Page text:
Carol Dana was born in 1952, two years after a bridge connected her home community, Indian Island, to Old Town. She was first exposed to language at a young age. She heard Passamaquoddy spoken at her maternal Grandmother's home and the desire to learn the language was born. As a teenager Carol made the conscious effort to visit speaking elders to learn the language. Carol lived at Peter Dana point, for a time, a nearby Passamaquoddy community, where the language was spoken daily. Later, Carol lived at Akwesasne, a Mohawk community, and was inspired by how they 'lived' their language. When Carol returned home in1973, in 1981 she began working as a research assistant to Dr. Frank T. Seibert. Dr. Seibert had devised a written system for the Penobscot Language and began recording the remaining speakers in the community. Carol assisted Dr. Seibert in the creation of the Penobscot Dictionary. She attended college to earn her Masters in Education degree and began to teach language at Indian Island school at all grade levels.
Carol has continued her own education by attending St. Thomas College in Fredericton, New Brunswick on language immersion methods. She has also completed workshops from the Indigenous Language Institute, and received a certificate on Second Language Learning methods through the University of Maine.
Carol currently works at the Cultural and Historic Preservation Department for the Penobscot Nation where she uses her skills as a language master to teach and continue learning the language teaching methods. She teaches at the Penobscot Nation Daycare center, Boys and Girls Club, and with the elders in the community. In 2010 at the Algonquian Language Conference, Carol was presented with a Lifetime Achievement Award for her dedication to the Penobscot Language.
Gabe Paul - Language Instructor
Gabriel Paul comes from the Crow and Eel clan. His birth parents are Martin Neptune and Lisa Paul. He grew up at Pαnawαhpskek. He is also Passamaquoddy and Maliseet. He is currently a Language Instructor for the Cultural and Historic Preservation Department. He has been a part of the department on Indian Island since its inception. In 2000 he began summer youth work learning Wabanaki languages from fluent speakers and also worked with a linguist. In 2003 he became a part of the Master-Apprentice program funded by ANA. In 2007, the CHPD had been established and he has continued his work through the department. Gabriel attended the University of Maine at Orono and received a B.A. in Sociology in 2007. He also is a volunteer firefighter for the Penobscot Nation.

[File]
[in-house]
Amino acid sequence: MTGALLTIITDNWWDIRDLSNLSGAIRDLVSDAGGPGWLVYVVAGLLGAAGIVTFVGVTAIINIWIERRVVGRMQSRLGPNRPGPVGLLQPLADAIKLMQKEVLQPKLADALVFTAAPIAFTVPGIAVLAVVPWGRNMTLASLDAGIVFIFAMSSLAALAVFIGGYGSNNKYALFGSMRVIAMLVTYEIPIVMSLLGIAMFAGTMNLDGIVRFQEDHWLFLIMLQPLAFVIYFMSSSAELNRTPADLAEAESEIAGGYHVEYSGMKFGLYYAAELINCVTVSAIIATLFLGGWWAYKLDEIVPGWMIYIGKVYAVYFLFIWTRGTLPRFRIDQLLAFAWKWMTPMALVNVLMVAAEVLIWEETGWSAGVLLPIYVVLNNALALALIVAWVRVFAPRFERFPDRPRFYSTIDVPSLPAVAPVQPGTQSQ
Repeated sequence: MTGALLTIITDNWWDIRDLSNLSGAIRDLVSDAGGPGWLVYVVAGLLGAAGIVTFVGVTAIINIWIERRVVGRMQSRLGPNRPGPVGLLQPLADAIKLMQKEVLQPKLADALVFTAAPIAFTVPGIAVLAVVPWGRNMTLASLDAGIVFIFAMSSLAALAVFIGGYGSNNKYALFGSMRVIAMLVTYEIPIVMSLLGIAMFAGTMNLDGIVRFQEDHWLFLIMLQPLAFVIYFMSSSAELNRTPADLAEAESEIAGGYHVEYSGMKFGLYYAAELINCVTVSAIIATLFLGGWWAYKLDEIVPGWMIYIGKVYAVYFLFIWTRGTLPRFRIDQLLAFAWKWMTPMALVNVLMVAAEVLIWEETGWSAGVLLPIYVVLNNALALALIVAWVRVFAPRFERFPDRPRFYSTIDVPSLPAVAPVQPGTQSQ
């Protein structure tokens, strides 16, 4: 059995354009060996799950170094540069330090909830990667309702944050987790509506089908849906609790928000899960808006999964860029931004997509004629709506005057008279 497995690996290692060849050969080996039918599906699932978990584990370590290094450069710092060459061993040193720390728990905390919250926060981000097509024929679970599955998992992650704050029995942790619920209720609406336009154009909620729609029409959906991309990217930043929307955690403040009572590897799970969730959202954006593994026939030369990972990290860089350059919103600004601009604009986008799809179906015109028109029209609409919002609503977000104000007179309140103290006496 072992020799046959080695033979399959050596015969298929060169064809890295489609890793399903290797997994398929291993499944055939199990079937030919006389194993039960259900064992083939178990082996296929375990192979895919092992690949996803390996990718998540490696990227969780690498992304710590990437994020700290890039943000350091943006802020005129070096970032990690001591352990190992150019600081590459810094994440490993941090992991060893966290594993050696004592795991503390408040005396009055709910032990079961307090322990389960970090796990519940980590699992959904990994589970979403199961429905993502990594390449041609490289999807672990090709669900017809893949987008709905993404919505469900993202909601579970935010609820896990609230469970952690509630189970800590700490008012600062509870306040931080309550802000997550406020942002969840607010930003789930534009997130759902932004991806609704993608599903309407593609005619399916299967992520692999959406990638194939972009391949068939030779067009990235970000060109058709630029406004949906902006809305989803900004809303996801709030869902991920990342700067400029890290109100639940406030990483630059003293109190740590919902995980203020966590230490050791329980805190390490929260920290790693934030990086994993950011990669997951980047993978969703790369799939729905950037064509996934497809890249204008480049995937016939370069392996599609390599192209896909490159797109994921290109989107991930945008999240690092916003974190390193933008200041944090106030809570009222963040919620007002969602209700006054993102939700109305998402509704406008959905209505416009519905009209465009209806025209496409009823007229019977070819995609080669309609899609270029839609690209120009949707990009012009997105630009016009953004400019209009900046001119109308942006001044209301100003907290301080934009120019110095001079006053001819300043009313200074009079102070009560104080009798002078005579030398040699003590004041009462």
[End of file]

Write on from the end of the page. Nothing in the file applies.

Chris Sockalexis - Tribal Historic Preservation Officer
Chris Sockalexis is the Penobscot Nation Tribal Historic Preservation Officer (THPO). As the THPO, his mission is to manage, preserve and protect the Penobscot Nation’s cultural and historic properties, resources and interests within the Penobscot cultural landscape of Maine. He is a graduate of the University of Maine with a degree in Anthropology focusing on Maine Archaeology and two minor degrees in Earth Science and Native American Studies. His current research at the University of Maine’s Climate Change Institute involves Cultural Identity and Maritime Adaptation within the Gulf of Maine. Chris is an avid canoe/kayak paddler who loves being out on the water in the Maine wilderness.
Joshua Woodbury - Language Resource Coordinator
Joshua Woodbury joined the Penobscot Cultural & Historic Preservation Department in 2012. As the Language Resource Coordinator he has used his background in audio and video editing along with web site design to bring the Penobscot Language to Penobscots everywhere.